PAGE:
Threat becomes chaos when social and ethical norms are abandoned.
That simple equation applies particularly to business, especially as business decisions can have a huge impact on the lives of those who rely on how they discharge their obligations, how they choose to treat others less powerful than themselves.
In the case of JD Wetherspoon — 900 bars and 43,000 employees — that truth rings all too loudly.
Founded in 1979 by Tim Martin, the chain has said it will not pay its British or Irish suppliers until pubs reopen after the pandemic.
Should every business adopt this devil-take-the-hindmost policy then threat would indeed become chaos. The economic legacy of the pandemic would be far more challenging than it need be.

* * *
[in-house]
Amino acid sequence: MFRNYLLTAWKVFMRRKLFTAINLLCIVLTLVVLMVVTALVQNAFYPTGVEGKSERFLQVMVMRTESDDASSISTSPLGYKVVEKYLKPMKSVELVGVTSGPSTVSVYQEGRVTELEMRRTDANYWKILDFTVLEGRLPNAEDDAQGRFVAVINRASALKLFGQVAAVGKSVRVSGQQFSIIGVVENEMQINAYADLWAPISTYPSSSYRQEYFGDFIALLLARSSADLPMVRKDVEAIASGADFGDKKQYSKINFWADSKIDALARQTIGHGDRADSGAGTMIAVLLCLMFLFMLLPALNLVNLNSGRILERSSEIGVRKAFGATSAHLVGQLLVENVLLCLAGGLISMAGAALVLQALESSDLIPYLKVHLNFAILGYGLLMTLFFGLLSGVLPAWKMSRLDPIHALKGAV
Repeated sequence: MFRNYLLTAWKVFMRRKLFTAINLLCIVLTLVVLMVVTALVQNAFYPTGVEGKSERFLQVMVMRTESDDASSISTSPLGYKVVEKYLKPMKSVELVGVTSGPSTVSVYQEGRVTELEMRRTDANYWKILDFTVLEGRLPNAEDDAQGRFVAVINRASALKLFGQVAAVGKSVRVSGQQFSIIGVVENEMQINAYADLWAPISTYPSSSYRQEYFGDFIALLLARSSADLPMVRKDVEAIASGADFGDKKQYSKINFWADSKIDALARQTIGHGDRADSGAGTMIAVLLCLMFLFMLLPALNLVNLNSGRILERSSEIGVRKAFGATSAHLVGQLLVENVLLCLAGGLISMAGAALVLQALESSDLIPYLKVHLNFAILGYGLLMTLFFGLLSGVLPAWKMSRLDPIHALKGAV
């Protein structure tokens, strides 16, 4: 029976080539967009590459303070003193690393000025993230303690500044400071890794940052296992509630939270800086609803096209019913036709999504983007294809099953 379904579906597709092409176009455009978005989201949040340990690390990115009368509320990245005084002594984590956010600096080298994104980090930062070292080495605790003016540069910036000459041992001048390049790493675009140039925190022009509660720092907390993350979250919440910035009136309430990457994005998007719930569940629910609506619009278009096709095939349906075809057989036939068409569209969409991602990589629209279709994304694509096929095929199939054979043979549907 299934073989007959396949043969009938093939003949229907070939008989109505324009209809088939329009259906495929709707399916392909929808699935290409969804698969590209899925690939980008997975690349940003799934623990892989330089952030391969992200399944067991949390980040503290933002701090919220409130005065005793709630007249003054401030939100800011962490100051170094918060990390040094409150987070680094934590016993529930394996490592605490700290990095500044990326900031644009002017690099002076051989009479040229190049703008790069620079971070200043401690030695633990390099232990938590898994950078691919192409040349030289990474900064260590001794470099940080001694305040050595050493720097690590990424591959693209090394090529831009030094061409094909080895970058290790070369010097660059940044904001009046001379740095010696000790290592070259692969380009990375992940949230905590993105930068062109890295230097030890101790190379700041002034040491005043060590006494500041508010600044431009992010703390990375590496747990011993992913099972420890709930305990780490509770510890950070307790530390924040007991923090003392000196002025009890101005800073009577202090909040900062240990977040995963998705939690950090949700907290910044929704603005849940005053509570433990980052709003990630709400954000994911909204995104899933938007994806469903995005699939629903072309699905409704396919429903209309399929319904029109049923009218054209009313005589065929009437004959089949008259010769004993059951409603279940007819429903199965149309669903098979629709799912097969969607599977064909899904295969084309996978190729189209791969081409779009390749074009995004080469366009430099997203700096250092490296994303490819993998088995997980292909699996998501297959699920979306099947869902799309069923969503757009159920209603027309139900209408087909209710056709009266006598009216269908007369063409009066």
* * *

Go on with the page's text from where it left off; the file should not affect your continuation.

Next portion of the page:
Martin, a proud and very generous supporter of Brexit, knows this but his behaviour suggests a toxic indifference.
Other businesses, hopefully not too many, may adopt a similar position.
As Martin predicts, the pandemic will pass but the sour taste his contempt provokes will linger.
Lest we forget, as he might say.